The Ashton Court Estate was once the gracious home of the Smyth family, and is now a historic park just 10 minutes from the centre of Bristol. It covers 850 acres of woods and grasslands in total, designed by Humphry Repton.
Visit the Ashton Court Estate to discover the magnificent old oak trees and see the deer graze in an estate that first became a deer park over 600 years ago.
On the estate’s higher ground, there are two 18-hole pitch-and-putt golf courses, with stunning views across the city. Orienteering and mountain biking are catered for with special trails, and there is plenty of open space for family games and picnics. There is also a miniature railway, which is open at selected weekends throughout the year. For the more adventurous, Ashton Court is one of the few places you can take off in a hot air balloon or discover the unusual sport of Disc Golf.
And once you’ve finished exploring, stop in to one of the two on-site cafés to enjoy scrummy local cakes, freshly prepared sandwiches and a range of drinks and snacks.With seating indoor and out and space for the kids to play, the dog friendly cafés can be enjoyed year-round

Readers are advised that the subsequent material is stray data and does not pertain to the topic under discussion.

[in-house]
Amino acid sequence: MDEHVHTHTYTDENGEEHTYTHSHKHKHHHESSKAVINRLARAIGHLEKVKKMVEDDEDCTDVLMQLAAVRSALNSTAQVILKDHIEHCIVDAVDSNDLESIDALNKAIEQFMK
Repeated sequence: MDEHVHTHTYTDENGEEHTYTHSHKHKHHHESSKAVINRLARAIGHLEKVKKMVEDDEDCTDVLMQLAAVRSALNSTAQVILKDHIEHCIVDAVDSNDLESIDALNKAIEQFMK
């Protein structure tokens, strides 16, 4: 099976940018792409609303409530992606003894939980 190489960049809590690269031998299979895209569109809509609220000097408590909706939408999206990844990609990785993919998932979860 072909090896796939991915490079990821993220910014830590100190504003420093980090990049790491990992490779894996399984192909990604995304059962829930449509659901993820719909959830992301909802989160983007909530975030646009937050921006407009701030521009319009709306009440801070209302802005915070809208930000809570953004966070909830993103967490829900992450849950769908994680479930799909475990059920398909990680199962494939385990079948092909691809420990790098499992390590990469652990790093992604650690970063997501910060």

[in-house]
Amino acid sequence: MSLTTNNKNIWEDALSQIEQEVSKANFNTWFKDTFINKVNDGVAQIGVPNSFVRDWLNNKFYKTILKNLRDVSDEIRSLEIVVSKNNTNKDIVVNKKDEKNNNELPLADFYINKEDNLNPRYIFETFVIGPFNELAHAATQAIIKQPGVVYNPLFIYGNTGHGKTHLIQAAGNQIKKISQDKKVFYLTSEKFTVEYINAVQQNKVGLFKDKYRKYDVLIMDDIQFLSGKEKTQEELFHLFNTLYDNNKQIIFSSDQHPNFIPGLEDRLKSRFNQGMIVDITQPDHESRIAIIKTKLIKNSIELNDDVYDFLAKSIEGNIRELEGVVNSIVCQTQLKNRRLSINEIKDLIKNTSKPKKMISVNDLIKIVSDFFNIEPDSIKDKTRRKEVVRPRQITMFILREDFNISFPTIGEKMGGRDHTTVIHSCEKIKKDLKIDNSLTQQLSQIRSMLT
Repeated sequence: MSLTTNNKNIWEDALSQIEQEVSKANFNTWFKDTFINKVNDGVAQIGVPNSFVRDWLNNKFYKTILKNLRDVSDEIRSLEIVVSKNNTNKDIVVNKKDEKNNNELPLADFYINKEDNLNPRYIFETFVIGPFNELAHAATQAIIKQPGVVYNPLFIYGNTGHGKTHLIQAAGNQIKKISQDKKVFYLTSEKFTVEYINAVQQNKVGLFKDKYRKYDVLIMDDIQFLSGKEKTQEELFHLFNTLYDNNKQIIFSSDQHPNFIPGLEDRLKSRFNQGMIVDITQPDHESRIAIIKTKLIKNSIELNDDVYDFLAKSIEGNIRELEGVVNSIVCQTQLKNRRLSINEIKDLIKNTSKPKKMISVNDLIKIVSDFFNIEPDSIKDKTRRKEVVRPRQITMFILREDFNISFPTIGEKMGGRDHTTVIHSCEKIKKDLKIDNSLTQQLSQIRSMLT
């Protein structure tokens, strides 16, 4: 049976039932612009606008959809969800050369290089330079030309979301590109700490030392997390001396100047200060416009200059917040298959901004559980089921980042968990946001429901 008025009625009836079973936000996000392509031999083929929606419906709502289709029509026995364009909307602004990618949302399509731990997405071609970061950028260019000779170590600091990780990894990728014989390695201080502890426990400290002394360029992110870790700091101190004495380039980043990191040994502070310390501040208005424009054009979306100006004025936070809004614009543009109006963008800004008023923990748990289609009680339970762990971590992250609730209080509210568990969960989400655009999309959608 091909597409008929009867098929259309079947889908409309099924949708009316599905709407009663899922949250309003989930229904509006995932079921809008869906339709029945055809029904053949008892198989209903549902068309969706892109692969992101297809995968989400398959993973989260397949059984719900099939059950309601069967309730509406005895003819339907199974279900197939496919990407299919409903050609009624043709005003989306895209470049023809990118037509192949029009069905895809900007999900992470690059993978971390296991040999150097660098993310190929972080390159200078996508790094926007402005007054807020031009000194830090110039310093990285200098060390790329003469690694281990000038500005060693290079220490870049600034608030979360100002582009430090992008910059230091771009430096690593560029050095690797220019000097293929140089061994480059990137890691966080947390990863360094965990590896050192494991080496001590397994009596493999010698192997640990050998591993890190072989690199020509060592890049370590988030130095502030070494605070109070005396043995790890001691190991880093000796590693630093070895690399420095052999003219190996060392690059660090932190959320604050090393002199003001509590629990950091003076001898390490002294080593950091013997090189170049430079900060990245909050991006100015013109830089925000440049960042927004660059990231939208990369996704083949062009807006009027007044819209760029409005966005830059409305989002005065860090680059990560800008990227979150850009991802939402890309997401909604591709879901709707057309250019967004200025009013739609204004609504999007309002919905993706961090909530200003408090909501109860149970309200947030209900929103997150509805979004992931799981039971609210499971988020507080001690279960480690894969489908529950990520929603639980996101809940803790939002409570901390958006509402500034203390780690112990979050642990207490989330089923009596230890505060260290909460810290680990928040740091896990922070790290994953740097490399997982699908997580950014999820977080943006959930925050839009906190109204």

History of Ashton Court Mansion The first owners of Ashton Court Estate, as we know it, was the family “de Lions”, originally from Lyons in France. In 1495, the estate changed hands and was bought by John Smyth, a wealthy merchant from Bristol. However, he never took up residence at Ashton Court Estate and it was the later Smyths who developed the estate to its present appearance. Thomas Smyth, MP built the new south facade in 1632 and Sir John Hugh Smyth built the Neo-Gothic North West Wing in 1770 after demolishing the medieval domestic wing. Clever marriages, land investments, mining and overseas trading secured the estate for over 400 years in the hands of the Smyths. They became one of the wealthiest families in the area and were far away from the original hard-working merchant John Smyth, living in Small Street, Bristol. During the 1st World War, Ashton Court Estate was used as a military hospital and in WWII Ashton Court Estate was acquired by the War Office as a transit camp. In 1946, Dame Esme Smyth, the last resident of Ashton Court Estate, died and the mansion and estate remained abandoned for 13 years before it was purchased by Bristol City Council in 1959. Since 1959, we’ve restored sections of the mansion. More recently, Ashton Court Estate benefited from an extensive landscape restoration project funded by the Heritage Lottery Fund and Bristol City Council. So step inside the mansion and experience the days of splendour and extravagance at one time only enjoyed by Bristol’s wealthy upper classes.